To Be or Not to Be: Shakespeare and Humor in Popular Culture
The opening line of Hamlet’s soliloquy may be the most famous artifact of the Bard’s work today. This speech from act three, scene one explores Hamlet’s internal struggle.
Hamlet: To be, or not to be–that is the question:
Whether ’tis nobler in the mind to suffer
The slings and arrows of outrageous fortune
Or to take arms against a sea of troubles
And by opposing end them.
Here the Prince of Denmark reflects on the proper path of action: should he seek revenge for his father’s death or or live with the guilt of his father’s murder? In addition to this, it is also a question of staying alive to confront his troubles or committing suicide in order to escape them. For many scholars, Hamlet’s soliloquy also approaches the metaphysical problem of ontology.
Hamlet is one of Shakespeare’s macabre inventions, and the soliloquy is its glorious masterpiece. However, popular depictions of this particular scene maintain a humorous note. The line “To be or not to be” is usually employed as a tool to exaggerate and humor to a situation that is normally mundane. In one of Bill Watterson’s Calvin and Hobbes comic strips, Calvin’s dinner (which is really a questionable serving of green slop) comes to life and performs the famed soliloquy. A comic strip from Stanford University appropriates the scene to a situation where a student considers whether or not he should pursue a PHD.
The line has found it’s way into cartoons. In this Bugs Bunny cartoon, a character who resembles Shakespeare and a witch from Macbeth are reunited. They argue whether or not their meeting place was apartment 2B.
Patrick Stewart also uses Hamlet to teach children about the letter B in Sesame Street.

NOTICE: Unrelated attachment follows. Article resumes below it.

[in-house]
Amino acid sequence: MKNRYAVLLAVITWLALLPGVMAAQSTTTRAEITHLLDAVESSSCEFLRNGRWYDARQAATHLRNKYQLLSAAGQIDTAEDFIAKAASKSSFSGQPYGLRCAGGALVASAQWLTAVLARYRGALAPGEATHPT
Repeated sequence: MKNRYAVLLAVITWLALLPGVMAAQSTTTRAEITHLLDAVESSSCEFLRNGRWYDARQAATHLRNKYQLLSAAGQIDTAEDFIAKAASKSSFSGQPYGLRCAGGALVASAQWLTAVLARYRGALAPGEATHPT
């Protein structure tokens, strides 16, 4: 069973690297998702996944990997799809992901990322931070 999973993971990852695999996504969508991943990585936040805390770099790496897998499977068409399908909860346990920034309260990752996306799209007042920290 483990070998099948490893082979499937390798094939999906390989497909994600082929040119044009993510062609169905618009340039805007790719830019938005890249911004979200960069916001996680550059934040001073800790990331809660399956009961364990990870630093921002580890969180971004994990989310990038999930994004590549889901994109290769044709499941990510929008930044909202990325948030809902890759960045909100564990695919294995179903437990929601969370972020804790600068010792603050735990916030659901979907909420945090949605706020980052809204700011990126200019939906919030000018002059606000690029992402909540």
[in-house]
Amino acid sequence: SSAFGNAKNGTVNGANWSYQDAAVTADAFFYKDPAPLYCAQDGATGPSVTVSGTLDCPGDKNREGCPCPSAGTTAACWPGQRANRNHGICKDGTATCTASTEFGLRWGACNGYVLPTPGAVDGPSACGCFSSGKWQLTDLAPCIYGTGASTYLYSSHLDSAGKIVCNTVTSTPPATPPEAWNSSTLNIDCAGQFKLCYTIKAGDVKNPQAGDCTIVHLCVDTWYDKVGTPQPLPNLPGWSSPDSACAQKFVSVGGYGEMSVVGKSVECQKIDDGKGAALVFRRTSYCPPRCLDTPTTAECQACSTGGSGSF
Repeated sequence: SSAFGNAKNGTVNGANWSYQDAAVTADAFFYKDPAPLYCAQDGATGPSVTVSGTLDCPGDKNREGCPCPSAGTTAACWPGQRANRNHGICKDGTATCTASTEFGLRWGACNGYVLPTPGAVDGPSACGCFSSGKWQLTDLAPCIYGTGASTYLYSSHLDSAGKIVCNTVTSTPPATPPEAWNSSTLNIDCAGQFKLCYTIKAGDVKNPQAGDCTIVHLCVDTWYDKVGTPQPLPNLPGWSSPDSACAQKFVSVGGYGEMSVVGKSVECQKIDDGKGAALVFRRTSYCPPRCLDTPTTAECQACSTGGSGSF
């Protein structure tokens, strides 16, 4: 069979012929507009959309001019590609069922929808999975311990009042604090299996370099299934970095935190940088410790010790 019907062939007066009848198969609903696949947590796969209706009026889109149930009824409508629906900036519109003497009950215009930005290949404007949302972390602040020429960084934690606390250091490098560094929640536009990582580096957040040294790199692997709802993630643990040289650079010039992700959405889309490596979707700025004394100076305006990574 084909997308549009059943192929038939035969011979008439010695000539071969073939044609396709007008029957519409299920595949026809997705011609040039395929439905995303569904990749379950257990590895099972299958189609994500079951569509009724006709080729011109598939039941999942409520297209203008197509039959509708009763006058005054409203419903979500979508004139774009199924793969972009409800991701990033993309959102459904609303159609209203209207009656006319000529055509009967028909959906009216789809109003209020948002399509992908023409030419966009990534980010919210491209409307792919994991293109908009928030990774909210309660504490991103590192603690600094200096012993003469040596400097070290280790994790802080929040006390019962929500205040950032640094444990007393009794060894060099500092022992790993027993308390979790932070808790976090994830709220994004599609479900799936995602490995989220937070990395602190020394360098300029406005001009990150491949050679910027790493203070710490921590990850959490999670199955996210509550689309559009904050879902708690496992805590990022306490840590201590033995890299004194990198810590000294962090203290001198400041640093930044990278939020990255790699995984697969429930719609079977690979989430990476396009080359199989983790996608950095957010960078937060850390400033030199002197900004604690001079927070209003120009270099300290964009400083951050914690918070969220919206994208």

A Klingon translation of Hamlet has been published. Many Star Trek fans who love english literature will enjoy this crossover. The following video shows a performance of the soliloquy in Klingon.
Hamlet’s soliloquy finds its way back to the stage in “A Shakespeare Rewrite” made for Comic Relief. The sketch depicts Shakespeare and his editor in the process of shortening a much lengthier version of the soliloquy. Shakespeare is played by Hugh Laurie and the editor is played by Rowan Atkinson.
Monty Python’s take on Hamlet is a commentary on how repetitive the play has become because of its position in the Western canon. Hamlet is portrayed as a jaded prince who goes to visit his shrink.
I believe it is important for me to mention here that Hamlet’s soliloquy is visually misrepresented in various media. The speech is often conflated with the scene where Hamlet holds up the skull of Yorick. These scenes are set far apart in the play and have little to do with each other.
To be or not to be. These six words comprise the most oft-quoted line in English literature. It is true that after numerous (and humorous) depictions or bastardizations in mass media, people have forgotten the context of the soliloquy. But because it has been appropriated by comic wits as a tool for humor, Hamlet (or at least part of it) has reached a much wider audience. Is this a testament to the universal appeal of Shakespeare?
What i find truly interesting: Hamlet is merely one of the products under the brand name of William Shakespeare.
Ateneo de Manila University
Note: The videos in this blog entry have been edited down for your convenience.